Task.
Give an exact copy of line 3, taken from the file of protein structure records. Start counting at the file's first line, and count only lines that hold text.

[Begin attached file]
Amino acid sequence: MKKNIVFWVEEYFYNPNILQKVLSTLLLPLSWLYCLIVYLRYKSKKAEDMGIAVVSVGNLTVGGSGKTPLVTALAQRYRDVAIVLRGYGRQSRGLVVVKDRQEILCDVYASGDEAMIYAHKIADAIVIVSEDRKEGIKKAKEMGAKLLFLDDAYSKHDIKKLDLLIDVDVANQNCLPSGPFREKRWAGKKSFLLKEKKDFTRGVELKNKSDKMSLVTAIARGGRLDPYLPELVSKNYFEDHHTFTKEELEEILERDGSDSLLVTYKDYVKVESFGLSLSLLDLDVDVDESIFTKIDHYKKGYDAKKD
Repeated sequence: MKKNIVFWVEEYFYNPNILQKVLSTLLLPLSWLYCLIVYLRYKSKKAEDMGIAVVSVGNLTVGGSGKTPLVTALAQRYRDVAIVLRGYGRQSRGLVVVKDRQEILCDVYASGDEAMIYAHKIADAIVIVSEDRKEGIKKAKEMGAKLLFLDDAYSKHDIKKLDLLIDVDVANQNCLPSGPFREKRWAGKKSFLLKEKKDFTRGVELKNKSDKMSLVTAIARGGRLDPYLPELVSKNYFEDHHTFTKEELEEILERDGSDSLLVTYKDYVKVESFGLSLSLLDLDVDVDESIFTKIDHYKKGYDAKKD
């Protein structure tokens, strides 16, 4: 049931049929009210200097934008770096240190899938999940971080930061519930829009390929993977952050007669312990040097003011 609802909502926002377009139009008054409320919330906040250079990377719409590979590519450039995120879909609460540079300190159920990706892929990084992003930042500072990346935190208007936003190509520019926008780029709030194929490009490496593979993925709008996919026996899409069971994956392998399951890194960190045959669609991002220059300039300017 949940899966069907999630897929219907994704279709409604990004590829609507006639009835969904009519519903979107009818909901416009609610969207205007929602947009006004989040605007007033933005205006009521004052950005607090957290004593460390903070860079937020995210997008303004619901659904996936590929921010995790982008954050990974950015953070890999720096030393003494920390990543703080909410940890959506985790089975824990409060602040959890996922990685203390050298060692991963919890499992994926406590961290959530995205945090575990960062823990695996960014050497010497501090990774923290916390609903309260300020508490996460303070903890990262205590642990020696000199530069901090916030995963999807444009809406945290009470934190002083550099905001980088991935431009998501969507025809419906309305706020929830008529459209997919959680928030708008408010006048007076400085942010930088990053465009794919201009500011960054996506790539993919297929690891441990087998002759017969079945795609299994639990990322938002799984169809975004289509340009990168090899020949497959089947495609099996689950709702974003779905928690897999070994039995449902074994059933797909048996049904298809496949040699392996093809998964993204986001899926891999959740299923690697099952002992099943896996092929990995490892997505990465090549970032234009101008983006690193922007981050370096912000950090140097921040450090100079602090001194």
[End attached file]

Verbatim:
């Protein structure tokens, strides 16, 4: 049931049929009210200097934008770096240190899938999940971080930061519930829009390929993977952050007669312990040097003011 609802909502926002377009139009008054409320919330906040250079990377719409590979590519450039995120879909609460540079300190159920990706892929990084992003930042500072990346935190208007936003190509520019926008780029709030194929490009490496593979993925709008996919026996899409069971994956392998399951890194960190045959669609991002220059300039300017 949940899966069907999630897929219907994704279709409604990004590829609507006639009835969904009519519903979107009818909901416009609610969207205007929602947009006004989040605007007033933005205006009521004052950005607090957290004593460390903070860079937020995210997008303004619901659904996936590929921010995790982008954050990974950015953070890999720096030393003494920390990543703080909410940890959506985790089975824990409060602040959890996922990685203390050298060692991963919890499992994926406590961290959530995205945090575990960062823990695996960014050497010497501090990774923290916390609903309260300020508490996460303070903890990262205590642990020696000199530069901090916030995963999807444009809406945290009470934190002083550099905001980088991935431009998501969507025809419906309305706020929830008529459209997919959680928030708008408010006048007076400085942010930088990053465009794919201009500011960054996506790539993919297929690891441990087998002759017969079945795609299994639990990322938002799984169809975004289509340009990168090899020949497959089947495609099996689950709702974003779905928690897999070994039995449902074994059933797909048996049904298809496949040699392996093809998964993204986001899926891999959740299923690697099952002992099943896996092929990995490892997505990465090549970032234009101008983006690193922007981050370096912000950090140097921040450090100079602090001194």